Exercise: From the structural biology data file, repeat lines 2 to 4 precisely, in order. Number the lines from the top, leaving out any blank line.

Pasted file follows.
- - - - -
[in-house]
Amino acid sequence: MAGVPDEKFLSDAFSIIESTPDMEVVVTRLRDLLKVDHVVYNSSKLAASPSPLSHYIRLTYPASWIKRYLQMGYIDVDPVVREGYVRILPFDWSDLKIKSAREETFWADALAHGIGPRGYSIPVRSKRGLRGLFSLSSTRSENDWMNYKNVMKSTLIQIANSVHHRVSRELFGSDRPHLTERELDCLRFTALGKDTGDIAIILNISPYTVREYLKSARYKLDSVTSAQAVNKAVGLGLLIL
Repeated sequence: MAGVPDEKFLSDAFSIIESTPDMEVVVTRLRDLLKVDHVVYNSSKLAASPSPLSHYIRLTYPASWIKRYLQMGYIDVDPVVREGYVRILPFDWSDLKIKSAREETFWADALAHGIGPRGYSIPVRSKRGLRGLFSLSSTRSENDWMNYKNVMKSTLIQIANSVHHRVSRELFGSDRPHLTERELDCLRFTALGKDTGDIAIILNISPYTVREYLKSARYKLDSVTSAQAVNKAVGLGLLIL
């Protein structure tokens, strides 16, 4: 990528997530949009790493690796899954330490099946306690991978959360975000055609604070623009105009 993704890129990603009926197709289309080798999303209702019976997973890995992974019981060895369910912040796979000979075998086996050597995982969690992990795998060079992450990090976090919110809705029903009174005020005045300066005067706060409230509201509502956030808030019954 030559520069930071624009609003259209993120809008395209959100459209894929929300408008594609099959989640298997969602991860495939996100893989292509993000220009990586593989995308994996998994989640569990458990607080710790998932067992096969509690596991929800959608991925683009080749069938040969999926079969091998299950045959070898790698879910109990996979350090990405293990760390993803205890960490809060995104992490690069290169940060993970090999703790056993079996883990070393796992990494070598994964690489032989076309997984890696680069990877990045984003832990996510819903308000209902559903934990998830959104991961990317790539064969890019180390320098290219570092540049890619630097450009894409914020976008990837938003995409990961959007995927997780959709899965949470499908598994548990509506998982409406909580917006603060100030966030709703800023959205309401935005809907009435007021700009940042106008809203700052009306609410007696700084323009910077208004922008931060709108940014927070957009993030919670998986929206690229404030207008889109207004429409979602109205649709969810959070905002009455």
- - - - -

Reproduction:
Amino acid sequence: MAGVPDEKFLSDAFSIIESTPDMEVVVTRLRDLLKVDHVVYNSSKLAASPSPLSHYIRLTYPASWIKRYLQMGYIDVDPVVREGYVRILPFDWSDLKIKSAREETFWADALAHGIGPRGYSIPVRSKRGLRGLFSLSSTRSENDWMNYKNVMKSTLIQIANSVHHRVSRELFGSDRPHLTERELDCLRFTALGKDTGDIAIILNISPYTVREYLKSARYKLDSVTSAQAVNKAVGLGLLIL
Repeated sequence: MAGVPDEKFLSDAFSIIESTPDMEVVVTRLRDLLKVDHVVYNSSKLAASPSPLSHYIRLTYPASWIKRYLQMGYIDVDPVVREGYVRILPFDWSDLKIKSAREETFWADALAHGIGPRGYSIPVRSKRGLRGLFSLSSTRSENDWMNYKNVMKSTLIQIANSVHHRVSRELFGSDRPHLTERELDCLRFTALGKDTGDIAIILNISPYTVREYLKSARYKLDSVTSAQAVNKAVGLGLLIL
């Protein structure tokens, strides 16, 4: 990528997530949009790493690796899954330490099946306690991978959360975000055609604070623009105009 993704890129990603009926197709289309080798999303209702019976997973890995992974019981060895369910912040796979000979075998086996050597995982969690992990795998060079992450990090976090919110809705029903009174005020005045300066005067706060409230509201509502956030808030019954 030559520069930071624009609003259209993120809008395209959100459209894929929300408008594609099959989640298997969602991860495939996100893989292509993000220009990586593989995308994996998994989640569990458990607080710790998932067992096969509690596991929800959608991925683009080749069938040969999926079969091998299950045959070898790698879910109990996979350090990405293990760390993803205890960490809060995104992490690069290169940060993970090999703790056993079996883990070393796992990494070598994964690489032989076309997984890696680069990877990045984003832990996510819903308000209902559903934990998830959104991961990317790539064969890019180390320098290219570092540049890619630097450009894409914020976008990837938003995409990961959007995927997780959709899965949470499908598994548990509506998982409406909580917006603060100030966030709703800023959205309401935005809907009435007021700009940042106008809203700052009306609410007696700084323009910077208004922008931060709108940014927070957009993030919670998986929206690229404030207008889109207004429409979602109205649709969810959070905002009455």